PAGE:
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One partner lies on his/her back defending with his/her legs (but without kicking). The standing partner runs around and tries to get past the legs into a hold. The partner on their back spins around to keep their legs in the way. As an alternative, the person on top can try to tap the bottom person's head. This forces the bottom person to keep the standing person further away in order to protect the head.

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Students pair off on center line of mat. They both get a grip and then push or pull on the command of the coach. The objective is to try to switch fast so that you can use your opponent's push or pull to get your opponent off balance. It also demonstrates the power of pushing when the opponent is pulling and vice versa.

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One person does forward uchikomi throws while a third person holds uke down by grabbing his/her belt or collar from the rear.

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Uke jumps up and down while tori tries to sweep his/her feet out (as in okuri ashi harai) before he/she lands on the ground.

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Freeze tag is a game where one person is selected to chase and tag the others. Once a person is tagged they must freeze and can't move until someone else comes to unfreeze them by throwing them. The game continues until everyone is frozen.

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Relay races between teams of students who carry each other in throwing positions like kataguruma and seoinage. Can also be done hopping in an osotogari or uchimata position.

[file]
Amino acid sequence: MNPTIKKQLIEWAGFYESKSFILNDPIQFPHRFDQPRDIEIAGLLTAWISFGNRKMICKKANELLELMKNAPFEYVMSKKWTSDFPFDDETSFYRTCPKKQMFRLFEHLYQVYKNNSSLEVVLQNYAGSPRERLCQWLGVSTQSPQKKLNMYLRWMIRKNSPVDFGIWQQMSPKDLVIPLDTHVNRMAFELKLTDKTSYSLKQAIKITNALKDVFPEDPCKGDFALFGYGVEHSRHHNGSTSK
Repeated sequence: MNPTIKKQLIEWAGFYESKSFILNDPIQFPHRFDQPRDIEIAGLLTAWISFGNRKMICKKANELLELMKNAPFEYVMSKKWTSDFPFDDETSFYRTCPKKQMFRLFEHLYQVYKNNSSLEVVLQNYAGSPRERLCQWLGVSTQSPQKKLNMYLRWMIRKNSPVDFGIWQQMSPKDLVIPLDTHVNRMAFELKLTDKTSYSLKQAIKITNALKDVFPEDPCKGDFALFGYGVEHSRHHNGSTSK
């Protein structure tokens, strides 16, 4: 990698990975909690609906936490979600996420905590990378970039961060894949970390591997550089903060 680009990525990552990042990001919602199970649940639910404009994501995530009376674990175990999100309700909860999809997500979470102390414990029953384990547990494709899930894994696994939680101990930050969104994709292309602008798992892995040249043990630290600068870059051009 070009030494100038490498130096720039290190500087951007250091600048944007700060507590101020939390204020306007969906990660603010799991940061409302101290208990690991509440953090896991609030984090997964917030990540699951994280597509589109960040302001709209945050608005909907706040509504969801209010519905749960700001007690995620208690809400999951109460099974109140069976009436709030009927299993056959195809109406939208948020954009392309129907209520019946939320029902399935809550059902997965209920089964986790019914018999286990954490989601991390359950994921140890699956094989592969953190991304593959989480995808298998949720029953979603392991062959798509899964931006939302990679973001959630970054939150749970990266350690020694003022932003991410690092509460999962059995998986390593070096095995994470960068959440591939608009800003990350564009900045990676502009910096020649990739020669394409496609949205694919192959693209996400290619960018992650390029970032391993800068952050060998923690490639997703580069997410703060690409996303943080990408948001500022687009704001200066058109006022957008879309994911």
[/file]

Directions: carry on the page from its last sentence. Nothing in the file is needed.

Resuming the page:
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Pull the tail is a game that teaches kids not to give their backs to their opponents. They take off their gi tops and fold their belts in half and tuck them in their pants. On hajime, they run around pulling each others belts out and the last with a tale wins.

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Uke starts kneelng. Tori pushes uke from behind and as uke starts to fall onto his/her hands, tori tries to apply a turnover (into a choke, arm bar, or pin) before uke's hands hit the ground.

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Two students holding a folded obi with only one hand must hop on one foot and cause their opponent to topple over or put their raised foot down by pulling on the belt only.

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You start by getting on your partner's back while he or she is standing up. Try to climb around your partner's body without touching the ground by ducking under his arms and shifting your legs. Return all the way to the back.

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Balance game. Two students square off a few feet away from each other both feet on the mat knees slightly bent. Ends of a full length obi are held one for each opponent at waist level in one hand only (both use same hand, right-right or left-left), the belt is wound around their hips forming an S-shape between them, the first person to make the other step or fall without stepping themselves wins.

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Make a square about a meter wide in the center of the mat using chalk, tape or belts. Begin at the edge of the mat and try to move your opponent into the square while avoiding his/her attmpts to move you into the square. It can also be done with a line down the center of the mats rather than a square, then try to get the opponent over the line. This drill will increase skill at maneuvering an opponent into a vulnerable position, while preventing your opponent from controlling your position on the mat.

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Use Judo Flash Cards to drill your students, or as a home study aid for vocabulary and techniques.

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ouch

I may venture to say, loosely, that in Judo there is a sort of counter for every twist, wrench, pull, push or bend. Only the Judo expert does not oppose such movements at all. No, he yields to them. But he does much more than yield to them. He aids them with a wicked sleight that causes the assailant to put out his own shoulder, to fracture his own arm, or in a desparate case, even to break his own neck or back. …..Lafcadio Hearn